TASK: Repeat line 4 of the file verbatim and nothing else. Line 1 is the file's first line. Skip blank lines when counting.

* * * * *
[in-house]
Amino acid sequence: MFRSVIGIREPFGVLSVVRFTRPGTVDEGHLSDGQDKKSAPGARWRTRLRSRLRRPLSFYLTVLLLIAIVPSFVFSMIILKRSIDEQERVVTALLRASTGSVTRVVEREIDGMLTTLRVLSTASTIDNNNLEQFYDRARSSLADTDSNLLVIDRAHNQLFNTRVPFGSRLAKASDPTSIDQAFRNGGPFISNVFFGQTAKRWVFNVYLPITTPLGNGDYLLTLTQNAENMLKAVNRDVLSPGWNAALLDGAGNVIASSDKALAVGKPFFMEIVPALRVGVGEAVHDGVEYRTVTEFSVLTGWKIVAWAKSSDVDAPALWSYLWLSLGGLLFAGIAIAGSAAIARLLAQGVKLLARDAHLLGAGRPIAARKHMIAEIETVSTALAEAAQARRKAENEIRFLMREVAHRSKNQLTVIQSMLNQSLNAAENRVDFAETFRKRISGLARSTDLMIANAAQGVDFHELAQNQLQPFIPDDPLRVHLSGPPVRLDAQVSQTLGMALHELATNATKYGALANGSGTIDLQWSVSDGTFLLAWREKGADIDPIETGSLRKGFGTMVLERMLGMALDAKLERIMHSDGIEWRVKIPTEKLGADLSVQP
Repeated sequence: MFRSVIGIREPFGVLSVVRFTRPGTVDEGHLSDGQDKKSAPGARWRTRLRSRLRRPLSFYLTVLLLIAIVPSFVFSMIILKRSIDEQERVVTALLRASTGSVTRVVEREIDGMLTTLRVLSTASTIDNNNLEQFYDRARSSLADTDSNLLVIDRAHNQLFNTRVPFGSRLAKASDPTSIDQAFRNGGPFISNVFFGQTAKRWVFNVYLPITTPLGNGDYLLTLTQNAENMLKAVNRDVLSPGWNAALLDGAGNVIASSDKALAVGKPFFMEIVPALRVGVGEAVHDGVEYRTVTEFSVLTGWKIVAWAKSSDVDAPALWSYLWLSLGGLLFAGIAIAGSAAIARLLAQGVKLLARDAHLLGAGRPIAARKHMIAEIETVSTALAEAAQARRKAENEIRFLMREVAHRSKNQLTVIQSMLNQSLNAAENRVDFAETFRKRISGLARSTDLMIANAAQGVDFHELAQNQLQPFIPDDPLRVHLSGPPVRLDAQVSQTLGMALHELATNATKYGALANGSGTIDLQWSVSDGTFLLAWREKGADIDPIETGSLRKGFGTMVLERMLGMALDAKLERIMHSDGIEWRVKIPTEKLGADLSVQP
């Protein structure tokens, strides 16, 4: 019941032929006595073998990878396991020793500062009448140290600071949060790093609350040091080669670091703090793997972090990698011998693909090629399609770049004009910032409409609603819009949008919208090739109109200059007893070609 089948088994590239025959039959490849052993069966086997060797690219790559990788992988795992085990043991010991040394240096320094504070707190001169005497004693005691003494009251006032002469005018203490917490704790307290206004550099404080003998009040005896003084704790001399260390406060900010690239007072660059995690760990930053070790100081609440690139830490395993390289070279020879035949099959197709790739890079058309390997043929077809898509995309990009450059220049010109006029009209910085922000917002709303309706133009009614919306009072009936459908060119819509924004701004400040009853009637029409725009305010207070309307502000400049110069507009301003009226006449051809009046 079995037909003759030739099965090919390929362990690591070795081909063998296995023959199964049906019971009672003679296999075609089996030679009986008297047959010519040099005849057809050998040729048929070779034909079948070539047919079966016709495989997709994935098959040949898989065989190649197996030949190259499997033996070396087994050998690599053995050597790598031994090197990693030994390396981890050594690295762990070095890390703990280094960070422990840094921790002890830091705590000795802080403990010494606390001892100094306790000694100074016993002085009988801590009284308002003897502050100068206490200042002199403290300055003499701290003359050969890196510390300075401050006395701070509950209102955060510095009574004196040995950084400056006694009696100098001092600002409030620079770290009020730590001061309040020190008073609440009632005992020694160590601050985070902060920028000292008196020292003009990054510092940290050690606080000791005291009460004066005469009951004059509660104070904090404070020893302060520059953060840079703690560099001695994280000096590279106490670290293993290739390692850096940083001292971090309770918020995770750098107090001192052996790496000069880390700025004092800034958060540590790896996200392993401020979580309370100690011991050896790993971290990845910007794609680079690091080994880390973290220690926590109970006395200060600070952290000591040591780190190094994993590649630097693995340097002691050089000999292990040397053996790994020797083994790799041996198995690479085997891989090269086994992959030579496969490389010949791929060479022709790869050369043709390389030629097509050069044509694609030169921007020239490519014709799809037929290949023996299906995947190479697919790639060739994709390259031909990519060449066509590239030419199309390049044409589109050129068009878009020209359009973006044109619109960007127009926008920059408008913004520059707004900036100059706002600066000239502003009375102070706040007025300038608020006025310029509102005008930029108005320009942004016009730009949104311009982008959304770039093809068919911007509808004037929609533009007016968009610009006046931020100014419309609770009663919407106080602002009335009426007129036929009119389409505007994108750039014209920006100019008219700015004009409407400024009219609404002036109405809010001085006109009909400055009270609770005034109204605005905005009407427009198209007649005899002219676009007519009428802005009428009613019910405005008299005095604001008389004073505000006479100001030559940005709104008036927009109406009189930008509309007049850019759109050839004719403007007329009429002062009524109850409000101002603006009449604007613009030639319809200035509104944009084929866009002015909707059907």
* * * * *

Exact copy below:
């Protein structure tokens, strides 16, 4: 019941032929006595073998990878396991020793500062009448140290600071949060790093609350040091080669670091703090793997972090990698011998693909090629399609770049004009910032409409609603819009949008919208090739109109200059007893070609 089948088994590239025959039959490849052993069966086997060797690219790559990788992988795992085990043991010991040394240096320094504070707190001169005497004693005691003494009251006032002469005018203490917490704790307290206004550099404080003998009040005896003084704790001399260390406060900010690239007072660059995690760990930053070790100081609440690139830490395993390289070279020879035949099959197709790739890079058309390997043929077809898509995309990009450059220049010109006029009209910085922000917002709303309706133009009614919306009072009936459908060119819509924004701004400040009853009637029409725009305010207070309307502000400049110069507009301003009226006449051809009046 079995037909003759030739099965090919390929362990690591070795081909063998296995023959199964049906019971009672003679296999075609089996030679009986008297047959010519040099005849057809050998040729048929070779034909079948070539047919079966016709495989997709994935098959040949898989065989190649197996030949190259499997033996070396087994050998690599053995050597790598031994090197990693030994390396981890050594690295762990070095890390703990280094960070422990840094921790002890830091705590000795802080403990010494606390001892100094306790000694100074016993002085009988801590009284308002003897502050100068206490200042002199403290300055003499701290003359050969890196510390300075401050006395701070509950209102955060510095009574004196040995950084400056006694009696100098001092600002409030620079770290009020730590001061309040020190008073609440009632005992020694160590601050985070902060920028000292008196020292003009990054510092940290050690606080000791005291009460004066005469009951004059509660104070904090404070020893302060520059953060840079703690560099001695994280000096590279106490670290293993290739390692850096940083001292971090309770918020995770750098107090001192052996790496000069880390700025004092800034958060540590790896996200392993401020979580309370100690011991050896790993971290990845910007794609680079690091080994880390973290220690926590109970006395200060600070952290000591040591780190190094994993590649630097693995340097002691050089000999292990040397053996790994020797083994790799041996198995690479085997891989090269086994992959030579496969490389010949791929060479022709790869050369043709390389030629097509050069044509694609030169921007020239490519014709799809037929290949023996299906995947190479697919790639060739994709390259031909990519060449066509590239030419199309390049044409589109050129068009878009020209359009973006044109619109960007127009926008920059408008913004520059707004900036100059706002600066000239502003009375102070706040007025300038608020006025310029509102005008930029108005320009942004016009730009949104311009982008959304770039093809068919911007509808004037929609533009007016968009610009006046931020100014419309609770009663919407106080602002009335009426007129036929009119389409505007994108750039014209920006100019008219700015004009409407400024009219609404002036109405809010001085006109009909400055009270609770005034109204605005905005009407427009198209007649005899002219676009007519009428802005009428009613019910405005008299005095604001008389004073505000006479100001030559940005709104008036927009109406009189930008509309007049850019759109050839004719403007007329009429002062009524109850409000101002603006009449604007613009030639319809200035509104944009084929866009002015909707059907």